• 14. Osborn’s checklist for transforming ideas Put to other uses? Magnify? Minify? Reverse?  New ways to use as is?  What to add?  What to subtract?  Transpose positive  Other uses if modified?  More time?  Smaller? and negative?  Greater frequency?  Condensed?  How about Adapt? opposites?  Stronger?  Miniature?  What else is like this?  Turn it backward?  Higher?  Lower?  What other idea does this  Turn it upside  Longer?  Shorter? suggest? down?  Extra Value?  Lighter?  Does the past offer  Reverse roles?  Plus ingredient?  Omit? parallel?  Change shoes?  Duplicate?  Streamline?  What could I copy?  Turn tables?  Multiply?  Split up?  Whom could I emulate?  Turn other cheek?  Exaggerate?  Understate? Modify? Rearrange? Combine? Substitute?  New twist?  Interchange  How about a blend, an  Who else instead?  Change meaning, color, components? alloy, an assortment,  What else instead? motion, sound, odor, form,  Other pattern? an ensemble?  Other ingredient? shape?  Other layout?  Combine units?  Other process?  Other shapes?  Other sequence?  Combine purposes?  Other place?  Transpose cause  Combine appeals?  Other approach? and effect?  Combine ideas?  Other tone of voice?  Change pace? BayCHI Dec 09 Source: Alex Osborn, Applied Imagination 14
  • 15. Transformation cards BayCHI Dec 09 Source: the MIT Creative Engineering Laboratory, ca 1956 – Adapted from Osborn’s Applied Imagination 15
  • 16. More strategies for getting ideas BayCHI Dec 09 Source: Rolf Faste 16
  • 17. Osborn Rule #3 GET RADICAL WILD WEIRD ABSURD STUPID Easier to tone down than pump up BayCHI Dec 09 Source: Obey the Pure Breed 17
  • 18. The idea curve revisited Illustrative representation of idea count BRILLIANT BORING TIME ABSURD “Out of a hundred ideas, the first sixty ideas produced five that were actually new or different, the next twenty produced nothing but laughter, and ideas eighty to a hundred produced another ten that were amazing. Thankfully, we didn’t give up when the well ran dry around idea number sixty.” BayCHI Dec 09 Source: Adapted from Dev Patnaik, The Ebb and Flow of Ideas 18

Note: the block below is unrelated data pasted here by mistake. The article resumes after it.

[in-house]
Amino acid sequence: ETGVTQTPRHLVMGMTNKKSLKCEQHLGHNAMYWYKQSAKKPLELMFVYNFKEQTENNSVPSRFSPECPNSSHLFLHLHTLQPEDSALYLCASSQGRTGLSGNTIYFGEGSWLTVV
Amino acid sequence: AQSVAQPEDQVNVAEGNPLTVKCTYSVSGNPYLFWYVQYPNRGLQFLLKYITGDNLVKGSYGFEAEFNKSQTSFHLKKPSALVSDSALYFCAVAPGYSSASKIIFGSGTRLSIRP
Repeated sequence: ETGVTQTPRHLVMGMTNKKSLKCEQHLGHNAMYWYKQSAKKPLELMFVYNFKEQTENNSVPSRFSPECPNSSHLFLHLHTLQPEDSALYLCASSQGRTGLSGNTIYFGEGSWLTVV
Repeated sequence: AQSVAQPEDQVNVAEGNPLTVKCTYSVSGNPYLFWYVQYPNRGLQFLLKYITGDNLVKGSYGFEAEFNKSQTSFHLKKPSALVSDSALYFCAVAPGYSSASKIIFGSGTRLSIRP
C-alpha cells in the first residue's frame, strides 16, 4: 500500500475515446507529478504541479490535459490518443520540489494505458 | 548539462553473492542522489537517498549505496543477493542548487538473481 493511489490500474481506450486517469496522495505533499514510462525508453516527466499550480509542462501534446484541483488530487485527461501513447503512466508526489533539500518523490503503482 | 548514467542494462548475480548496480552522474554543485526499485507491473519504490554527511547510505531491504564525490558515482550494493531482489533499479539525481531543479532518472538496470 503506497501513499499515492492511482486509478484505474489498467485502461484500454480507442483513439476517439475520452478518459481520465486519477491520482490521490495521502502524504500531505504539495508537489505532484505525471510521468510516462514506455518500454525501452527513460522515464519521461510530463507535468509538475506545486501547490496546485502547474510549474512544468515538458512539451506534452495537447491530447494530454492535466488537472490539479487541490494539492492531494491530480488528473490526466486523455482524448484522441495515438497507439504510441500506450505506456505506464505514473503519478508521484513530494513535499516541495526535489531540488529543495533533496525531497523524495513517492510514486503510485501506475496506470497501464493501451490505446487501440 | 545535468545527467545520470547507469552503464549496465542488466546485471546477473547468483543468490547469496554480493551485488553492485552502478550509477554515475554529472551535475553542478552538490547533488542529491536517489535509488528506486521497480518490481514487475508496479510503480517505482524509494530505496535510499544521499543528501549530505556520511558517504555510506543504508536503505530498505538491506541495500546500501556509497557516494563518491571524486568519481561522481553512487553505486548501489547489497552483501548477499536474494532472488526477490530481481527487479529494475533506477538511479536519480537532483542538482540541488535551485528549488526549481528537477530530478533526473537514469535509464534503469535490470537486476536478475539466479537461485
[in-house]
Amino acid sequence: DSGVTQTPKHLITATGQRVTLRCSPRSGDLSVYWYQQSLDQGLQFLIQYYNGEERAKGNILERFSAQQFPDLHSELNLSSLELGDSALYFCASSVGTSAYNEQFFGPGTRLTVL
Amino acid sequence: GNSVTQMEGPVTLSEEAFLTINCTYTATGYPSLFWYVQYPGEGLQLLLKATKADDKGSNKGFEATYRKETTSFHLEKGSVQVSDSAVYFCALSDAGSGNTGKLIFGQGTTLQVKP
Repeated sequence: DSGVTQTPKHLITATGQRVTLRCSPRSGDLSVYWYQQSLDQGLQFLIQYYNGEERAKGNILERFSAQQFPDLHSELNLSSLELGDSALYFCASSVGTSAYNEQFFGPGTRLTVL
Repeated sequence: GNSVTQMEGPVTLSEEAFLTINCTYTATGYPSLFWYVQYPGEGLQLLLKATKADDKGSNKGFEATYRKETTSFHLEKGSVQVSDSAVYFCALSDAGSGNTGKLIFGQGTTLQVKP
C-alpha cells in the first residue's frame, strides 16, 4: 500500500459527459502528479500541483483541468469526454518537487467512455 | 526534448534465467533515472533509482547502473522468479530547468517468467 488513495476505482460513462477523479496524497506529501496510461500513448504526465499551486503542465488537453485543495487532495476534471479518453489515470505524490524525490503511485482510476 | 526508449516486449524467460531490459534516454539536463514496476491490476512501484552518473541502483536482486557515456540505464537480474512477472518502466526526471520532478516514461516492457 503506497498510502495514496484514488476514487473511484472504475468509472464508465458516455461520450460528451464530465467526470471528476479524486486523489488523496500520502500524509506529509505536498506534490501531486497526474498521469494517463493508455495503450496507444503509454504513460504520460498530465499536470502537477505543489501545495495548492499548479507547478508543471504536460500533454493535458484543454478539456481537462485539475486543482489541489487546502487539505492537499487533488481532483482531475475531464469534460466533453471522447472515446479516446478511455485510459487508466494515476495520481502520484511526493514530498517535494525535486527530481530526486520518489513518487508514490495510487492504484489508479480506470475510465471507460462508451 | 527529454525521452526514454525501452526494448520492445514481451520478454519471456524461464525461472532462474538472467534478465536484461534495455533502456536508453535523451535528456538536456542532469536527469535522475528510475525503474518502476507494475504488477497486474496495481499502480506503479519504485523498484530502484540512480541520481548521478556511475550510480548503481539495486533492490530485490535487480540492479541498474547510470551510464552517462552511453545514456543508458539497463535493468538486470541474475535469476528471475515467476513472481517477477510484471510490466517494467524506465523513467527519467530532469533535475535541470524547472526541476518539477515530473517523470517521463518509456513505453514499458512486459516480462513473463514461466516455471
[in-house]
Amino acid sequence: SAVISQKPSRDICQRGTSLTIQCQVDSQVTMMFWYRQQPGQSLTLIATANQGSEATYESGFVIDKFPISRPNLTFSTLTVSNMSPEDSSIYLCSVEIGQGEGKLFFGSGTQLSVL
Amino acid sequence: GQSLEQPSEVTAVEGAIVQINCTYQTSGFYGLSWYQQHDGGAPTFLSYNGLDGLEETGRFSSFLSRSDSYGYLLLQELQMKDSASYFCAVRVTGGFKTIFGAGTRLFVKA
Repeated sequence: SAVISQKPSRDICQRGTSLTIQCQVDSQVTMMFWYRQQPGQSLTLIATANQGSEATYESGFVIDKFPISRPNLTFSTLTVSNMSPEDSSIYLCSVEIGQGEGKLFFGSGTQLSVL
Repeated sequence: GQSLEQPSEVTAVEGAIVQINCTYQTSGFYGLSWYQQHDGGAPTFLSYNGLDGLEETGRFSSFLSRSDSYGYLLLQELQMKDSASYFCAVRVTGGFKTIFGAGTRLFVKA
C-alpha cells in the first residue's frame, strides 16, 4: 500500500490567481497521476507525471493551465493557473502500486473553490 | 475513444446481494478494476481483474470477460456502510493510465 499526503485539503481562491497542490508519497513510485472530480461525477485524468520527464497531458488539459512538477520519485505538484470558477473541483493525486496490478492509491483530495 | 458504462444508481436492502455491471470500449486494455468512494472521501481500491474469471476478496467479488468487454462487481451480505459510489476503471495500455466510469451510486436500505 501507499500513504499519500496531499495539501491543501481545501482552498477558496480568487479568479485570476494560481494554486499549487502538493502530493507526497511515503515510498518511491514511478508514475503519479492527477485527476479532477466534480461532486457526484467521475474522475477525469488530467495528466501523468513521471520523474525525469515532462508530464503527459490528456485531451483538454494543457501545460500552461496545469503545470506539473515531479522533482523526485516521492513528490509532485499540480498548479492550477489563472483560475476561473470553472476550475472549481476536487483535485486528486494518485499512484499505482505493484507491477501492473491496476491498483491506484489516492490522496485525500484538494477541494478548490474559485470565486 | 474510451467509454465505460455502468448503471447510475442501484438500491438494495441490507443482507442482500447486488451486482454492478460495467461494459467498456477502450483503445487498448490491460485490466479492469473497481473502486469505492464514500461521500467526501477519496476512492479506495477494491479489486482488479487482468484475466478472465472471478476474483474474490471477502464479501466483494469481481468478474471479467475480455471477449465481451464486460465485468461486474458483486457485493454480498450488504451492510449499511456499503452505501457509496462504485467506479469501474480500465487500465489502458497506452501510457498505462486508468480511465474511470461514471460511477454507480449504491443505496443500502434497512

• 19. Osborn Rule #4 LEAPFROG Piggy-back Build on Let go BayCHI Dec 09 Source: Rolf Faste 19
  • 20. Some other rules & tips Stay focused on topic And, for best results.…  Turn it around to something that Explicitly agree relates  “Let’s brainstorm!” One conversation at a time  “Yeah!”  Let everyone get their idea out Facilitate  Bring side discussions onto the table  “What else….?” Headline it Record  Get the essence and move on  Capture the ideas  Maintain flow Time box Be visual  Define the play period  Bring the right brain into play BayCHI Dec 09 20
  • 21. A sample brainstorm Challenge: Some new ideas for waking up BayCHI Dec 09 Source: VizAbility 21
  • 22. Structured Ideation in Product Development BayCHI Dec 09 22
  • 23. Structured ideation sessions  Stakeholders and crossfunctional teams  Half-day to two-day sessions  Format: 1. Background briefing: users, context, goals, constraints 2. Break into small groups (6-10) with facilitators 3. Ideas on Postits; Postits on board 4. 40-60 minutes facilitated brainstorm 5. Cluster Postits on poster boards 6. Participants pick promising ideas & form xfunc teams around those 7. Each team develops a concept and story 8. Stories presented to entire group BayCHI Dec 09 23
  • 24. Framework for product scenarios User  Identify the user, based on the target user group Context  Describe context or situation in which the problem exists Problem  Describe an incident or condition that motivates the use of the solution Solution  Show how they access and use the solution to address their need Outcome  Describe the outcome of the situation - the payoff, the problem solved, the happy user BayCHI Dec 09 24
  • 25. Innovation pipeline What happens next?  Hottest ideas carried forth by champions  With coaching, ideas are groomed by those teams  Business case  Technical requirements  Implementation plan  Presented to management for roadmap evaluation BayCHI Dec 09 25
  • 26. What other benefits? Brainstorming sessions have effect beyond the problem itself.  People feel empowered when their ideas get heard  Teams see a different way of relating to their project. They understand where ideas are coming from.  People discover a different way of relating to each other. They have the experience of constructive collaboration. BayCHI Dec 09 26
  • 27. Recap What we learn from ideation  Defer judgment and entertain openness  Go for quantity and multiply your options  Get radical and explore the misfit, the absurd, the provisional  Leapfrog and mashup the old/new, wild/tame, yours/others  Whoosh! and maintain the flow BayCHI Dec 09 27
  • 28. References Osborn, Alex, Your Creative Power, New York, New York: C. Scribner’s sons, 1949 -- Your Creative Power [Abridged], Purdue University Press, 1999 -- Applied Imagination: Principles and Procedures of Creative Problem Solving. New York, New York: C. Scribner's Sons. 1953 Patnaik,Dev, Jump Associates, The Ebb and Flow of Ideation, in Product Development – Best Practices Report (ISSN 1049-8400) ©2001 The Management Roundtable, Inc. www.pdbpr.com Woolsey,K; Kim,S; Curtis,G; VizAbility, Course Technology, 2004 BayCHI Dec 09 28